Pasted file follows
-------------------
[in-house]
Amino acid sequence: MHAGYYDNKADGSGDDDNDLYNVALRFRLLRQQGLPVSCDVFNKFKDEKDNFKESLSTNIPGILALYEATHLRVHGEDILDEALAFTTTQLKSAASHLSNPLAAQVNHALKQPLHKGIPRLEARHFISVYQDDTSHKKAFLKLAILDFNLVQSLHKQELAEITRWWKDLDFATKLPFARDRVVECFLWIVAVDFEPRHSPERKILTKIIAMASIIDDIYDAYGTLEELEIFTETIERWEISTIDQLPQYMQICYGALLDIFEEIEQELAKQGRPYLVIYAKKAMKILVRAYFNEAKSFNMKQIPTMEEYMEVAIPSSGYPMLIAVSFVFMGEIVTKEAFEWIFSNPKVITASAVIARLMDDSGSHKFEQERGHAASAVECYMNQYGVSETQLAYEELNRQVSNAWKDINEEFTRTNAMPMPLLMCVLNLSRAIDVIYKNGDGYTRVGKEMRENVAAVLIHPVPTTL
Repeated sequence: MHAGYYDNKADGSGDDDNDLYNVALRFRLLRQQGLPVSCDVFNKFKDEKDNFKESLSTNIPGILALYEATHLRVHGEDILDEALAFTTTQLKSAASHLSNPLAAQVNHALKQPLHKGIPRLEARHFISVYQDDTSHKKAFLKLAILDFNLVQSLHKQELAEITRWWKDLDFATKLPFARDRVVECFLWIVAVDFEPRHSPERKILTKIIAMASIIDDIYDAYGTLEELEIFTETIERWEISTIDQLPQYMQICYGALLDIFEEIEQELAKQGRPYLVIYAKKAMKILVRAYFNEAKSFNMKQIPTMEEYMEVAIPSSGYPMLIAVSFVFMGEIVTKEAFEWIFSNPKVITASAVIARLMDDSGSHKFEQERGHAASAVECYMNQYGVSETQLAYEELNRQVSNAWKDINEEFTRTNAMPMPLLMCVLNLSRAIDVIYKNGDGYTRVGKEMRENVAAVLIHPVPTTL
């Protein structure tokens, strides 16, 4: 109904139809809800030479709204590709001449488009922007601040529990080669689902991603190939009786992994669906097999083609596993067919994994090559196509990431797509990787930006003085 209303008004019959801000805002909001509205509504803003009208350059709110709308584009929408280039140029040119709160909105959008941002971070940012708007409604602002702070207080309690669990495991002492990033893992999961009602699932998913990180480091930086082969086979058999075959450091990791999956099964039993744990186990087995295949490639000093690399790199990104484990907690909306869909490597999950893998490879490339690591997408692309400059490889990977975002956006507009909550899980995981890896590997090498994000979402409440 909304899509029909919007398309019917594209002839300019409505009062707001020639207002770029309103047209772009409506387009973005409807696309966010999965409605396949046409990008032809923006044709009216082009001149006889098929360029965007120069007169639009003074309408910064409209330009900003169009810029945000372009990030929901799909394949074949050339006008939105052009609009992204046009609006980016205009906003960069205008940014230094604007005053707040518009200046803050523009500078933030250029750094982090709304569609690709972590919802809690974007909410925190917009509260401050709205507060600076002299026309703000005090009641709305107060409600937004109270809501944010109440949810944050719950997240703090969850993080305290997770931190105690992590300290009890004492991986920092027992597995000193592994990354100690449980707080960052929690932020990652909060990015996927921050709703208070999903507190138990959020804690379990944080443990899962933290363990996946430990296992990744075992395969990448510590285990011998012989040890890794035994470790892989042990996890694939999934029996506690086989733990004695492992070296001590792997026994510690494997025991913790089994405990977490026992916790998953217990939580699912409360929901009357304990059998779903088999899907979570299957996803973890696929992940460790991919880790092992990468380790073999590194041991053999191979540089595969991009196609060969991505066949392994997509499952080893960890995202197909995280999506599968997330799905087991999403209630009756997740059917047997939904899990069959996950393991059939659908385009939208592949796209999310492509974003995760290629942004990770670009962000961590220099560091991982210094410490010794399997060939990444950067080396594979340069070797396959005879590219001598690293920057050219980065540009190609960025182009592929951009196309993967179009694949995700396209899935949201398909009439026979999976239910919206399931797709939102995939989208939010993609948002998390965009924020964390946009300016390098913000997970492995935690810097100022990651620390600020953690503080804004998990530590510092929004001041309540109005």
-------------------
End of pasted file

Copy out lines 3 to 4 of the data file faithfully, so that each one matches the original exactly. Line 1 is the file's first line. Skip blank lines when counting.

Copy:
Repeated sequence: MHAGYYDNKADGSGDDDNDLYNVALRFRLLRQQGLPVSCDVFNKFKDEKDNFKESLSTNIPGILALYEATHLRVHGEDILDEALAFTTTQLKSAASHLSNPLAAQVNHALKQPLHKGIPRLEARHFISVYQDDTSHKKAFLKLAILDFNLVQSLHKQELAEITRWWKDLDFATKLPFARDRVVECFLWIVAVDFEPRHSPERKILTKIIAMASIIDDIYDAYGTLEELEIFTETIERWEISTIDQLPQYMQICYGALLDIFEEIEQELAKQGRPYLVIYAKKAMKILVRAYFNEAKSFNMKQIPTMEEYMEVAIPSSGYPMLIAVSFVFMGEIVTKEAFEWIFSNPKVITASAVIARLMDDSGSHKFEQERGHAASAVECYMNQYGVSETQLAYEELNRQVSNAWKDINEEFTRTNAMPMPLLMCVLNLSRAIDVIYKNGDGYTRVGKEMRENVAAVLIHPVPTTL
């Protein structure tokens, strides 16, 4: 109904139809809800030479709204590709001449488009922007601040529990080669689902991603190939009786992994669906097999083609596993067919994994090559196509990431797509990787930006003085 209303008004019959801000805002909001509205509504803003009208350059709110709308584009929408280039140029040119709160909105959008941002971070940012708007409604602002702070207080309690669990495991002492990033893992999961009602699932998913990180480091930086082969086979058999075959450091990791999956099964039993744990186990087995295949490639000093690399790199990104484990907690909306869909490597999950893998490879490339690591997408692309400059490889990977975002956006507009909550899980995981890896590997090498994000979402409440 909304899509029909919007398309019917594209002839300019409505009062707001020639207002770029309103047209772009409506387009973005409807696309966010999965409605396949046409990008032809923006044709009216082009001149006889098929360029965007120069007169639009003074309408910064409209330009900003169009810029945000372009990030929901799909394949074949050339006008939105052009609009992204046009609006980016205009906003960069205008940014230094604007005053707040518009200046803050523009500078933030250029750094982090709304569609690709972590919802809690974007909410925190917009509260401050709205507060600076002299026309703000005090009641709305107060409600937004109270809501944010109440949810944050719950997240703090969850993080305290997770931190105690992590300290009890004492991986920092027992597995000193592994990354100690449980707080960052929690932020990652909060990015996927921050709703208070999903507190138990959020804690379990944080443990899962933290363990996946430990296992990744075992395969990448510590285990011998012989040890890794035994470790892989042990996890694939999934029996506690086989733990004695492992070296001590792997026994510690494997025991913790089994405990977490026992916790998953217990939580699912409360929901009357304990059998779903088999899907979570299957996803973890696929992940460790991919880790092992990468380790073999590194041991053999191979540089595969991009196609060969991505066949392994997509499952080893960890995202197909995280999506599968997330799905087991999403209630009756997740059917047997939904899990069959996950393991059939659908385009939208592949796209999310492509974003995760290629942004990770670009962000961590220099560091991982210094410490010794399997060939990444950067080396594979340069070797396959005879590219001598690293920057050219980065540009190609960025182009592929951009196309993967179009694949995700396209899935949201398909009439026979999976239910919206399931797709939102995939989208939010993609948002998390965009924020964390946009300016390098913000997970492995935690810097100022990651620390600020953690503080804004998990530590510092929004001041309540109005």